And yup, the atmosphere's components, pressure and density would also have an effect. What, I'm not exactly sure... Perhaps the heavier the gas, less warmth they need to sink back to the Earth, thus creating more Hadley cells?
    Last edited by s0meguy; 05-29-2012 at 12:09 PM.

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    Guild Member dlaporte7271's Avatar
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    Here's another link http://www.majipoor.com/majipoor/majipoor_geography.php

    One of the other nifty elements of Majipoor was the size of some of the life...especially the sea dragons. You could imagine life on a larger planet being exponentially larger as well...

    There are other factors that could contribute to weather patterns as...consider the internal heating system of the planet, the size and make up of the core and any related magnetic fields that could contribute to weather phenomena. I believe that one theory about why Mars lost it's atmosphere has to do with it's smaller core and lack of magnetic field. I've also seen discussion about weather on some of the outer planets and interesting theories about why there are weather patterns on planets that weren't expected to.

    What about moons? Distance from the sun? Multiple suns? Gads...this could go on forever....fun exercise to be sure.

    I'm actually creating a world, in my own campaign, that has unusual conditions that will affect weather...I will have to go through this exercise myself, just to get my head around all the potential factors so I can come up with something that makes sense.

    I'm sure you may have done some of this but here are a couple of other links NASA discussion of weather on other planets:

    http://solarsystem.nasa.gov/scitech/....cfm?ST_ID=725 (brief talk about the weather in the solar system)
    http://cseligman.com/text/planets/magnetism.htm (article about planetary cores and magnetic fields)
    Last edited by dlaporte7271; 05-29-2012 at 01:59 PM.

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      kermode is offline
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    Cyclones (hurricanes) are not caused by the Coriolis effect, but by low pressure gradients. An increased Coriolis effect might make cyclones form faster, but if the other components needed to make hurricanes (warm water and a pressure change, basically) are not there, no amount of spinning will make them form. Basically hurricanes form over warm water, so if your planet contains more warm water than Earth, then it will have more hurricanes.

    And I think your ideas for extra horse bands/doldums are pretty good. I don't know exactly what would happen with all that, so making more bands seems like a pretty good idea. You seem to know your stuff! I hate it when people just draw random climates in random places with no knowledge of how climatology or plate tectonics work.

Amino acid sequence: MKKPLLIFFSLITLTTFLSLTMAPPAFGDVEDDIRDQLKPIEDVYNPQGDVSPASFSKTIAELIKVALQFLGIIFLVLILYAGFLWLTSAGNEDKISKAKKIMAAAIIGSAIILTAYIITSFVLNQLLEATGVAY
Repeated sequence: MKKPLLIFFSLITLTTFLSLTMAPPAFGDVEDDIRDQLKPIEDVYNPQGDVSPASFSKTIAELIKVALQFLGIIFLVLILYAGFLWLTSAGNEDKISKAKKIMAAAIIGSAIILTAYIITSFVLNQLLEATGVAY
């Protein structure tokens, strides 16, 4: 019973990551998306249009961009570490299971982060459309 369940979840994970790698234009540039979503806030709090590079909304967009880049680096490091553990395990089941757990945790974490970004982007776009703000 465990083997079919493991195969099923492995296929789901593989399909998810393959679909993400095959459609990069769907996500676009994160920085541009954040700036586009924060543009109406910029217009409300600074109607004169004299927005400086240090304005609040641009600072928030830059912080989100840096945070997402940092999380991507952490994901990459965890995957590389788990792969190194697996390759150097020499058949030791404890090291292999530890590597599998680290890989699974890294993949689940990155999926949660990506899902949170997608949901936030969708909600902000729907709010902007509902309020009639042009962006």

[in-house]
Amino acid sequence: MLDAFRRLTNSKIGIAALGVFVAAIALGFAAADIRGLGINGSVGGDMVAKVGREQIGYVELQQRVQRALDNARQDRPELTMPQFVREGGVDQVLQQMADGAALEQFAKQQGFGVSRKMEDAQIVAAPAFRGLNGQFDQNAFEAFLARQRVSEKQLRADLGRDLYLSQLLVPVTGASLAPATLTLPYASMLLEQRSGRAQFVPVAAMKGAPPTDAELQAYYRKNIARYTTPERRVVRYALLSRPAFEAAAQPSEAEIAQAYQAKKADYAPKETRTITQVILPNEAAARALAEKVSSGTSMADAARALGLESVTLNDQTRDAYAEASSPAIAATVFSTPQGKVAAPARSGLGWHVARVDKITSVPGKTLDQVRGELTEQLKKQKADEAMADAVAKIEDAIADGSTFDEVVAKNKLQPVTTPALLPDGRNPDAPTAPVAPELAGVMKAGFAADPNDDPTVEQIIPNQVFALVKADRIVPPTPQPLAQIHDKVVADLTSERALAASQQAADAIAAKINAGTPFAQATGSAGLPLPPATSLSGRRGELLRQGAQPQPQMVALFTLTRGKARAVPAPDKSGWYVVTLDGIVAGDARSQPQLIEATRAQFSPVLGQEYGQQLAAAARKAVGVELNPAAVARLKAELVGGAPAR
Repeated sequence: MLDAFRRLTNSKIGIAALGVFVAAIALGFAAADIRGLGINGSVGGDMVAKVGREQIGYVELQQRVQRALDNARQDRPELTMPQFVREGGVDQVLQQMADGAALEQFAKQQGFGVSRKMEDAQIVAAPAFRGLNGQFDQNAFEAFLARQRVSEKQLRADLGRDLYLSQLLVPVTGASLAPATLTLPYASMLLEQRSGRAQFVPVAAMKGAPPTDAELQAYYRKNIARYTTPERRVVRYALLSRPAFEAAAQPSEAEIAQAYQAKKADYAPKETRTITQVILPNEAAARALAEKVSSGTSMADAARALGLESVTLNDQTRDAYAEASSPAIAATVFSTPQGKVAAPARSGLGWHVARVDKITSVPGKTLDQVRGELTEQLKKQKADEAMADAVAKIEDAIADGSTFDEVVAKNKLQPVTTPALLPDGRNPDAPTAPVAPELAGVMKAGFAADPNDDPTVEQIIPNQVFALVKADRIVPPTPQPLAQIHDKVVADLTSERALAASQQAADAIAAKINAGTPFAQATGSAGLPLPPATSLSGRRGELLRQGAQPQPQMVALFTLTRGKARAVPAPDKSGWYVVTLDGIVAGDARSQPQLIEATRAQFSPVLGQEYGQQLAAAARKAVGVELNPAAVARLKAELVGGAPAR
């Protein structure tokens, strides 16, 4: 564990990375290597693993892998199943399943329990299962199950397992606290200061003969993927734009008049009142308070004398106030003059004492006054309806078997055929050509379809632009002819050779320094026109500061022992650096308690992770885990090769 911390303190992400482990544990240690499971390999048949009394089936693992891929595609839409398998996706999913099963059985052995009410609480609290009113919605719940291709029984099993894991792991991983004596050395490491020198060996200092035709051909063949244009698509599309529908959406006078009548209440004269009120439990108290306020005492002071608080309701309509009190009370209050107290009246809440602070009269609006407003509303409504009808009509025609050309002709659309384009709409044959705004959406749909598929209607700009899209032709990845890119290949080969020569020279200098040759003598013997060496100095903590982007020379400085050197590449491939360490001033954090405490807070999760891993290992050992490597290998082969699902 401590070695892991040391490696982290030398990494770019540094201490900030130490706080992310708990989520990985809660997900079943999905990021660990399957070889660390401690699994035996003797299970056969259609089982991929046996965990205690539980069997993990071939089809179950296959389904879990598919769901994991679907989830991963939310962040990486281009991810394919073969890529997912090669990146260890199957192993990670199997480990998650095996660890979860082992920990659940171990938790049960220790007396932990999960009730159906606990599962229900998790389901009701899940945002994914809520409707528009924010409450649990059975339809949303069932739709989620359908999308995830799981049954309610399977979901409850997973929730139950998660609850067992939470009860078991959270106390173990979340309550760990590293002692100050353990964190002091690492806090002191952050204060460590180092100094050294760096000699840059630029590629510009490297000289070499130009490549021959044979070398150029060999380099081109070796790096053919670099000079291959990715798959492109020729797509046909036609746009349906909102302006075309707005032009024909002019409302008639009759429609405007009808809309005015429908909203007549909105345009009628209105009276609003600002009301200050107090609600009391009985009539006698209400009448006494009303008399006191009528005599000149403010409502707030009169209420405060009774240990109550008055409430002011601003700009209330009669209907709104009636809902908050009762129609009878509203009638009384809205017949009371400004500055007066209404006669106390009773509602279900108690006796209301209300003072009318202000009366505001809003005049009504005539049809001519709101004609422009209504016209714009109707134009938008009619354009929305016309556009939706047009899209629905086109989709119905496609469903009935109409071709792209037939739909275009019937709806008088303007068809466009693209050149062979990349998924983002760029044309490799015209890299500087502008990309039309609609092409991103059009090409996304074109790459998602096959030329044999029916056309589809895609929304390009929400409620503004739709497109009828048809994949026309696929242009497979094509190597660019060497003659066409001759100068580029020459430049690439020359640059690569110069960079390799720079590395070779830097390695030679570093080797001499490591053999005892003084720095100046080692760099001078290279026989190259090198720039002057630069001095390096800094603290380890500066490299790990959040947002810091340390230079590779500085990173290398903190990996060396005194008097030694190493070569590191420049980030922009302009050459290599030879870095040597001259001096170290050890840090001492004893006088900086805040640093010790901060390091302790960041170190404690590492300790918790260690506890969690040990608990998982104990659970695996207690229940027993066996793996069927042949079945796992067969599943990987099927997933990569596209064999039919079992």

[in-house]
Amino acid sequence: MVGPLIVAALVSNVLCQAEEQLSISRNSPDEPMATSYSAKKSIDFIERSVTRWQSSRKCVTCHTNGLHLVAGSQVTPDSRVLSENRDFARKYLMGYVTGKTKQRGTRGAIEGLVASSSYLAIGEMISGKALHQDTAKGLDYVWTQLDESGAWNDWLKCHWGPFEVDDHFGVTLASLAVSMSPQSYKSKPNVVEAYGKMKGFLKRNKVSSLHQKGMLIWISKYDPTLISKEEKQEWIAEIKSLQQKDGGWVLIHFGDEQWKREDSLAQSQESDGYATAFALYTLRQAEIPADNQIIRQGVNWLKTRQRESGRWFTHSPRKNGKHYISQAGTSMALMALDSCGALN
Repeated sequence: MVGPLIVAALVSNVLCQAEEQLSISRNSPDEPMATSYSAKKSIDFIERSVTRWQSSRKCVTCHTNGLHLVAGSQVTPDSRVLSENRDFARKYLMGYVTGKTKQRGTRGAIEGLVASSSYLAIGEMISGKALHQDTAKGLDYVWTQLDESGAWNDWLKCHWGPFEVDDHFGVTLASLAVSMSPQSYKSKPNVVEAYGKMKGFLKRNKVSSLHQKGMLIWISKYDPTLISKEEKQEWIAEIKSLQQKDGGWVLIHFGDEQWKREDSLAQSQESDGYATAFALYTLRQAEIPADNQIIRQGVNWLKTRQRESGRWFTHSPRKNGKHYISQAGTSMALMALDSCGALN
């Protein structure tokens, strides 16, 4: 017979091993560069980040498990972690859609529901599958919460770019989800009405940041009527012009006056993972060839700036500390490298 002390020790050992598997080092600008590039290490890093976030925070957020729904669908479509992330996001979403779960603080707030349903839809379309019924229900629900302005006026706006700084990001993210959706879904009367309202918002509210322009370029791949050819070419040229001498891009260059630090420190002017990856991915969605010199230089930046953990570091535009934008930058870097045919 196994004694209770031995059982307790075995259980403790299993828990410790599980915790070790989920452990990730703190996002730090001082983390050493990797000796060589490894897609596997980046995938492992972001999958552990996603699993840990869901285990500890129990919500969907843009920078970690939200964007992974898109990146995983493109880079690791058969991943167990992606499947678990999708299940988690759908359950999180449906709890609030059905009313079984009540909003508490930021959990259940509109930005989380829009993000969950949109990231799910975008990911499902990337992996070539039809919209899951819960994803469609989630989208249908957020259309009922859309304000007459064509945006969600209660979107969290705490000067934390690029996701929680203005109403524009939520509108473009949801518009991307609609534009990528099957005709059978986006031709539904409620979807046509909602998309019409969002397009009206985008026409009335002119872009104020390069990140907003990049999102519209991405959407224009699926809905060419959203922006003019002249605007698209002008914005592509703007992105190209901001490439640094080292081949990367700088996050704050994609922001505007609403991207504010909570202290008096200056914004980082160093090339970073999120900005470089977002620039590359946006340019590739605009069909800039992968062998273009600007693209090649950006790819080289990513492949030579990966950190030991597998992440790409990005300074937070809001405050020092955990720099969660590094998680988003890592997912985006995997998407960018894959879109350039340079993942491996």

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      s0meguy is offline
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    Dlaporte, thanks for the links. They're very interesting. Especially for creating weird exo-planets. But this one has a more Earth-like climate. Yes, there are many important factors. Too many really to reliably know what they'd do. We have been wrong many times about the features of other planets in our own solar system, and while reading I came across quite a few phenomenon that defy explanation. There's just many things that we don't understand.

    We're barely proficient at explaining climate features that we know are there, nevermind predicting hypothetical ones.

    Quote Originally Posted by kermode View Post
    Cyclones (hurricanes) are not caused by the Coriolis effect, but by low pressure gradients. An increased Coriolis effect might make cyclones form faster, but if the other components needed to make hurricanes (warm water and a pressure change, basically) are not there, no amount of spinning will make them form. Basically hurricanes form over warm water, so if your planet contains more warm water than Earth, then it will have more hurricanes.

    And I think your ideas for extra horse bands/doldums are pretty good. I don't know exactly what would happen with all that, so making more bands seems like a pretty good idea. You seem to know your stuff! I hate it when people just draw random climates in random places with no knowledge of how climatology or plate tectonics work.
    I looked it up. You're right. I should've known that.

    I concluded that nobody really knows for sure about what the climate system would be like on a large planet - even weather forecasts on our own planet are notoriously unreliable over more than a few days.
    Last edited by s0meguy; 05-30-2012 at 10:46 PM.

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      Veldehar is offline
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    Yeah you've wandered into the hypothetical realm that a NASA scientist couldn't 100% answer... likely not close to 100%. Being Earth-like, but bigger, one suggestion I would make is that the increased Coriolis effect you imagine wouldn't necessarily increase wind speeds at the equator, as Earth doesn't have that effect. Rather, storms and basic wind patterns would track more directly east-west, like I think they do on Jupiter... I think, LOL.

    Speaking of things we don't fully understand... think tectonics on a planet moving extra fast and being that large... what effects there?

    My suggestion is to be a bit like me... in my world I ask if magic did this, what would be the real world effects? Then make an educated guess that seems plausible and stick with it! Thinking too much will drive you crazy... not that I wasn't there already. LOL.
    Last edited by Veldehar; 05-30-2012 at 11:10 PM.